I got back from the show last weekend and we had a major storm that took out three of my aspen trees. I also found my air conditioner on the fritz. Trying to work; trying to ride; trying to get all this stuff fixed at the same time is so difficult. I am lucky to work at home.

P.S. Thanks for reminding me, Larkspur. Yes. One must have a fully stocked bar at every show. This is my prime vacation time. I want the umbrella drinks too! (But Larkspur, we only killed TWO bottles of Skinnygirl margaritas at the last show! We must be slacking.) Skinnygirl Margaritas, Mike's Hard Lemonade, Salsa and chips. A perfect show!

And ETA, for Larkspur, I have already bought THREE bottles of my Skinny friend for Dressage in the Rockies. Are you coming, girlfriend...at least to raid my liquor cabinet?
Hopefully I'll be able to help use up some of those bottles this time...

I am not as talented as Cowgirl. I work full time. But I take multiple lessons per week. Driving 120 miles round trip to ride. Have year end awards through I2.

Boomer
Jul. 21, 2011, 12:46 PM
For those who work and ride . . . who does the laundry, grocery shopping, banking, dry cleaners, cooks dinner, children's activities etc. in your house? I don't get it, how can you have quality of life when you're rushing from one event to another on a daily basis? I would be exhausted after a month, not to mention a riding a broom, not a horse.

This post is soooo interesting, I am curious how others respond. Good thread.

I'm single, so I do all the things you listed above (other than kids activities - unless you're counting fur-kids) + ride + show+ farm work + full time job. I run constantly.

I savor winter now - altho I am a confirmed warm weather person - no farm work = much needed time to recharge. I make myself take a 1/2 day on the weekend to do absolutely nothing.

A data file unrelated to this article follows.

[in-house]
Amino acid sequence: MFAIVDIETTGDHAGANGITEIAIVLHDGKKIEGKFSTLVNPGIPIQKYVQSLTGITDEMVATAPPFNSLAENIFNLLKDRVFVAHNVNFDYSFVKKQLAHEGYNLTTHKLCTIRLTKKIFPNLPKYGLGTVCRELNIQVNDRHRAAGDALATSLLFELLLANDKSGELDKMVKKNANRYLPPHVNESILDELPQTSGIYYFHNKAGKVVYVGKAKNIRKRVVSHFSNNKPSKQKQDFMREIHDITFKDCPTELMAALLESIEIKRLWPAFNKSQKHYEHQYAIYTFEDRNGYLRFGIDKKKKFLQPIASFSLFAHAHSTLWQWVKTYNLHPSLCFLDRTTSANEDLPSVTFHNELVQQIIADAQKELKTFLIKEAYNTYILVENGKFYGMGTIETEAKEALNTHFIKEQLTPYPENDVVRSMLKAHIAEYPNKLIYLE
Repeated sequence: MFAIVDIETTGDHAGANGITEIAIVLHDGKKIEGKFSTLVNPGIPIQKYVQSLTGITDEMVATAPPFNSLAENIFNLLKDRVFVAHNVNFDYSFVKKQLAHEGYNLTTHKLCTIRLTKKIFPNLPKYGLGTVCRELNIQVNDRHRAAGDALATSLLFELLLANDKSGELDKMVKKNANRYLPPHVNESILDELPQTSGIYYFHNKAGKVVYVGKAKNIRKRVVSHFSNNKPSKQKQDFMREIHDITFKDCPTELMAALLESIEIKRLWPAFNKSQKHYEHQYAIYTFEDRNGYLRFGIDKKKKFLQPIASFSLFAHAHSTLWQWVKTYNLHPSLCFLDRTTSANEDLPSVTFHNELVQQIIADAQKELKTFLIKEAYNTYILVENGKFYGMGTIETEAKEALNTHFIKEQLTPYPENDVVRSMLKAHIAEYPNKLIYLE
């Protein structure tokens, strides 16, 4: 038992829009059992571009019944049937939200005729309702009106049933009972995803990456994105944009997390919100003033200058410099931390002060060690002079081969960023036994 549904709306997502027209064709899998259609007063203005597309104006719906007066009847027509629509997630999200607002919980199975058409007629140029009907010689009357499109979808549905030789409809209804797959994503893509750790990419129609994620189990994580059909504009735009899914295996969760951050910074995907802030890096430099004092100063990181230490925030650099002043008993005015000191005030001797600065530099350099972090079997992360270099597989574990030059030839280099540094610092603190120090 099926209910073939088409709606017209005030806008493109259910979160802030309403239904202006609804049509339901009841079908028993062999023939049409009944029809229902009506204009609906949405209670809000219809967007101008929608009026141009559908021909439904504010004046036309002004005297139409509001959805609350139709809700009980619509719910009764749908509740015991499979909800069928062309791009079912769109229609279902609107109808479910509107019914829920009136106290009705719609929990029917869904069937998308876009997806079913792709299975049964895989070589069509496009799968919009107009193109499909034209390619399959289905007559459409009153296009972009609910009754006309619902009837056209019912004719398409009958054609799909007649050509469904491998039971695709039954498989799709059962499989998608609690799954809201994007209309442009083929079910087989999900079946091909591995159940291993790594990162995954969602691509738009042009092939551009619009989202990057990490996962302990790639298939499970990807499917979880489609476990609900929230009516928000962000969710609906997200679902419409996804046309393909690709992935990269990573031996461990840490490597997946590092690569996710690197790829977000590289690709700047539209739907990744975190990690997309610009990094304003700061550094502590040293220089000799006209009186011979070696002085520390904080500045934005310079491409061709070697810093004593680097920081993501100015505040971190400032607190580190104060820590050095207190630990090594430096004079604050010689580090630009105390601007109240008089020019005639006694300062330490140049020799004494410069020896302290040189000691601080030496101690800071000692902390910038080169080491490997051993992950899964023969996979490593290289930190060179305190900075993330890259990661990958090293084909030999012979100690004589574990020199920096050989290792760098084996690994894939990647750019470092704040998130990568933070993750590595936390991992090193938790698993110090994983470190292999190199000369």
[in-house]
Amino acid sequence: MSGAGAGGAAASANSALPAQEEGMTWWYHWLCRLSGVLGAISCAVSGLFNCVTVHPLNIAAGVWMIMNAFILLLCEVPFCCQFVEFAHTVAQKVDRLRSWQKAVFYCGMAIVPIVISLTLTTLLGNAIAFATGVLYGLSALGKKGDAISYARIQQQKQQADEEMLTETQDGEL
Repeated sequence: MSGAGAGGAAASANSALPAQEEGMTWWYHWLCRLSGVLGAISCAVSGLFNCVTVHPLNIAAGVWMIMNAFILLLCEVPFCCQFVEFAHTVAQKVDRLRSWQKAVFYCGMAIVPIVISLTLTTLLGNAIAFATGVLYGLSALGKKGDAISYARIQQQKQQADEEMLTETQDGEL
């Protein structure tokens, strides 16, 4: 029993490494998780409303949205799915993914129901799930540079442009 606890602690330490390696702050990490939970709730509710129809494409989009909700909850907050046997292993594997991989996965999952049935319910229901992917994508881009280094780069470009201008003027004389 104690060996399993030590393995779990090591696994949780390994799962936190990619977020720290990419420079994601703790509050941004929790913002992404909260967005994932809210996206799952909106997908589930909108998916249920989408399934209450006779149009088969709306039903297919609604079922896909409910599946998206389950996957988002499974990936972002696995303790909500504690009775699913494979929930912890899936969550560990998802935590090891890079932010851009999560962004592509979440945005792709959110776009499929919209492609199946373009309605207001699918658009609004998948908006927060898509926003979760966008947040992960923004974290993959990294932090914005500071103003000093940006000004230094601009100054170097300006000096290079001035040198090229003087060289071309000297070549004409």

I do what I can and let the rough edge drag. My parents come in the spring to help "kick start" the farm work (initial spring bush-hogging) and other odds and ends. They frequently come to shows, which is a huge help.

LarkspurCO
Jul. 21, 2011, 01:02 PM
And ETA, for Larkspur, I have already bought THREE bottles of my Skinny friend for Dressage in the Rockies. Are you coming, girlfriend...at least to raid my liquor cabinet?


OK, if you insist. I haven't decided which show to ride in yet but I'll be sure to join the party (and not come empty-handed).:D

AllWeatherGal
Jul. 21, 2011, 02:59 PM
....and you have to be OK with not doing everything well.

This item is extremely important and just as difficult for many of us who "practice" dressage ;)

Pony Fixer
Jul. 21, 2011, 05:07 PM
I am also not as "successful" as some who have already posted.

I am currently a single parent, working full time. I ride 4 days a week, and the horse gets worked an additional day. Last year I was married, worked part-time (20 hours/week), and rode 5-6 days a week (usually 5). I have a weekend (2 day) clinic with my trainer one weekend a month.

This is a "new" horse for me (almost 2 years) who was green when I got him. We've scored over 70% at Training and First, and were USDF All Breeds HOY in 5 categories (open and AA at Training and First; MFS). This season we've placed in the top 3 in every 2nd level class we've done, with 6 wins out of 8 tests (2 Dover medals) thus far with scores up to 69%.

My current schedule is DD off to school by 8:00, to work 9-5:30. One day during the week I am off and I ride that morning after drop-off and before errands. I ride one night per week after work as well, and then both weekend days. A girl at the barn rides my horse another weekday. I could ride more nights, but want to balance spending after-work/school time with my youngin'. I will have my 3rd level debut on this horse next weekend (I already have my Bronze and have scores through 4th), and I know if I am going to continue my "winning ways" up the levels I'm going to have to up my riding one more day per week at least.